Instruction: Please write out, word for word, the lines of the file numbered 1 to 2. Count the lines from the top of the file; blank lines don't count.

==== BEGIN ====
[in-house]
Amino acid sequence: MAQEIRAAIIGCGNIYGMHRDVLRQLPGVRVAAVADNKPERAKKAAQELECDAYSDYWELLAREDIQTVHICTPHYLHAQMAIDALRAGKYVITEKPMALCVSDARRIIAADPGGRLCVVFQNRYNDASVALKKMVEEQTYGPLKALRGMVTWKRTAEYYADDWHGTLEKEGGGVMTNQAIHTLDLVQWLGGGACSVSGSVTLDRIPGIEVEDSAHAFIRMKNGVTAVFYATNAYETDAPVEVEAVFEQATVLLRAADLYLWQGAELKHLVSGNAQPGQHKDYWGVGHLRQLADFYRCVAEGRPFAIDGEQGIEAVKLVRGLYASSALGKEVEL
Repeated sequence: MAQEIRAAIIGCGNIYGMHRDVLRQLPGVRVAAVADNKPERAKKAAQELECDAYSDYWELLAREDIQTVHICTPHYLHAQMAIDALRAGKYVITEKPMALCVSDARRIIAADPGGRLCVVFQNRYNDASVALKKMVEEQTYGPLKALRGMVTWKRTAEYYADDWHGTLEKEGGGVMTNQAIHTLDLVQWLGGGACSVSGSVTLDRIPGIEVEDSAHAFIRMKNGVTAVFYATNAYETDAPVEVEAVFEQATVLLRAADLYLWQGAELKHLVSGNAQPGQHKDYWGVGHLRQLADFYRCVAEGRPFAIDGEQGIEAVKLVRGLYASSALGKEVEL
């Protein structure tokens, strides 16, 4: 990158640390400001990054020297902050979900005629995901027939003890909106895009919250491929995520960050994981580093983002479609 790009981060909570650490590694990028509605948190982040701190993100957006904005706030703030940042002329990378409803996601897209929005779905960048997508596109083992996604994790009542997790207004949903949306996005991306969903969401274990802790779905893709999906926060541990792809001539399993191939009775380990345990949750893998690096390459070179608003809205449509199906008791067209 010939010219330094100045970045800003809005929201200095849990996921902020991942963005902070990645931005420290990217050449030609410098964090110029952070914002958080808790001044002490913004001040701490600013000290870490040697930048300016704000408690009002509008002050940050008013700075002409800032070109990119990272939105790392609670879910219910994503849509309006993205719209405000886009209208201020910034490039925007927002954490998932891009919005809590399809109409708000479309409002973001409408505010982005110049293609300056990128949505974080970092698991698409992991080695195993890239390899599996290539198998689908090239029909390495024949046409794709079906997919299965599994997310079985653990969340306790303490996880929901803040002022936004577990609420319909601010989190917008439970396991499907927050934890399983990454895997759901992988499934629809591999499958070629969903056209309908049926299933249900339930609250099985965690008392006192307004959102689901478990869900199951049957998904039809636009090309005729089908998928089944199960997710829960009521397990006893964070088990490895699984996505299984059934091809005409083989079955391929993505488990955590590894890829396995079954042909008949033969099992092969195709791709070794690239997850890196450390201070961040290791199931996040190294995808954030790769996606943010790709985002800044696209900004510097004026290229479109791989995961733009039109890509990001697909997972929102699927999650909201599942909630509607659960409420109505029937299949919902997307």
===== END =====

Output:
[in-house]
Amino acid sequence: MAQEIRAAIIGCGNIYGMHRDVLRQLPGVRVAAVADNKPERAKKAAQELECDAYSDYWELLAREDIQTVHICTPHYLHAQMAIDALRAGKYVITEKPMALCVSDARRIIAADPGGRLCVVFQNRYNDASVALKKMVEEQTYGPLKALRGMVTWKRTAEYYADDWHGTLEKEGGGVMTNQAIHTLDLVQWLGGGACSVSGSVTLDRIPGIEVEDSAHAFIRMKNGVTAVFYATNAYETDAPVEVEAVFEQATVLLRAADLYLWQGAELKHLVSGNAQPGQHKDYWGVGHLRQLADFYRCVAEGRPFAIDGEQGIEAVKLVRGLYASSALGKEVEL